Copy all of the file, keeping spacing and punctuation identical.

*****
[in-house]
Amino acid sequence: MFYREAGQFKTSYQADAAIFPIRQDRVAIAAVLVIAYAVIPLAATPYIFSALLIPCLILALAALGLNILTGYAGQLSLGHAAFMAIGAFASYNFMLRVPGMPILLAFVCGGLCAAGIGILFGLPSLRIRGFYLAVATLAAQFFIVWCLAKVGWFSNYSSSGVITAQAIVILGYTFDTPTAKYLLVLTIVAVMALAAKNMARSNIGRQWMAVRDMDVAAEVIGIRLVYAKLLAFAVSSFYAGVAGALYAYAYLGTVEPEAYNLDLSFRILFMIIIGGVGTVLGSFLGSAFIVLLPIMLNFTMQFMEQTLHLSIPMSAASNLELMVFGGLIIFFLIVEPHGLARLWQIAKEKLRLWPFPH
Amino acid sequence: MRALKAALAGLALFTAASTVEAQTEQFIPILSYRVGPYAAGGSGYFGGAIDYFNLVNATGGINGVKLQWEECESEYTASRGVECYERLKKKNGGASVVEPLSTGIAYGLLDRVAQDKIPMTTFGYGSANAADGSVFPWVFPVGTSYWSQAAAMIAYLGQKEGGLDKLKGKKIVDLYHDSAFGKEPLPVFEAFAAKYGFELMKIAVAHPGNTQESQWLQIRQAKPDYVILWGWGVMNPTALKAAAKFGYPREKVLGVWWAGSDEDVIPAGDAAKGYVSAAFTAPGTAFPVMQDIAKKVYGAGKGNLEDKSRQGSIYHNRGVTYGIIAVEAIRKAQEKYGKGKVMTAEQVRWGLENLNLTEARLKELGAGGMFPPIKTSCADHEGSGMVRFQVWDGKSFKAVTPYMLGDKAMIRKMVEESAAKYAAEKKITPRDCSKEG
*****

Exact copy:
[in-house]
Amino acid sequence: MFYREAGQFKTSYQADAAIFPIRQDRVAIAAVLVIAYAVIPLAATPYIFSALLIPCLILALAALGLNILTGYAGQLSLGHAAFMAIGAFASYNFMLRVPGMPILLAFVCGGLCAAGIGILFGLPSLRIRGFYLAVATLAAQFFIVWCLAKVGWFSNYSSSGVITAQAIVILGYTFDTPTAKYLLVLTIVAVMALAAKNMARSNIGRQWMAVRDMDVAAEVIGIRLVYAKLLAFAVSSFYAGVAGALYAYAYLGTVEPEAYNLDLSFRILFMIIIGGVGTVLGSFLGSAFIVLLPIMLNFTMQFMEQTLHLSIPMSAASNLELMVFGGLIIFFLIVEPHGLARLWQIAKEKLRLWPFPH
Amino acid sequence: MRALKAALAGLALFTAASTVEAQTEQFIPILSYRVGPYAAGGSGYFGGAIDYFNLVNATGGINGVKLQWEECESEYTASRGVECYERLKKKNGGASVVEPLSTGIAYGLLDRVAQDKIPMTTFGYGSANAADGSVFPWVFPVGTSYWSQAAAMIAYLGQKEGGLDKLKGKKIVDLYHDSAFGKEPLPVFEAFAAKYGFELMKIAVAHPGNTQESQWLQIRQAKPDYVILWGWGVMNPTALKAAAKFGYPREKVLGVWWAGSDEDVIPAGDAAKGYVSAAFTAPGTAFPVMQDIAKKVYGAGKGNLEDKSRQGSIYHNRGVTYGIIAVEAIRKAQEKYGKGKVMTAEQVRWGLENLNLTEARLKELGAGGMFPPIKTSCADHEGSGMVRFQVWDGKSFKAVTPYMLGDKAMIRKMVEESAAKYAAEKKITPRDCSKEG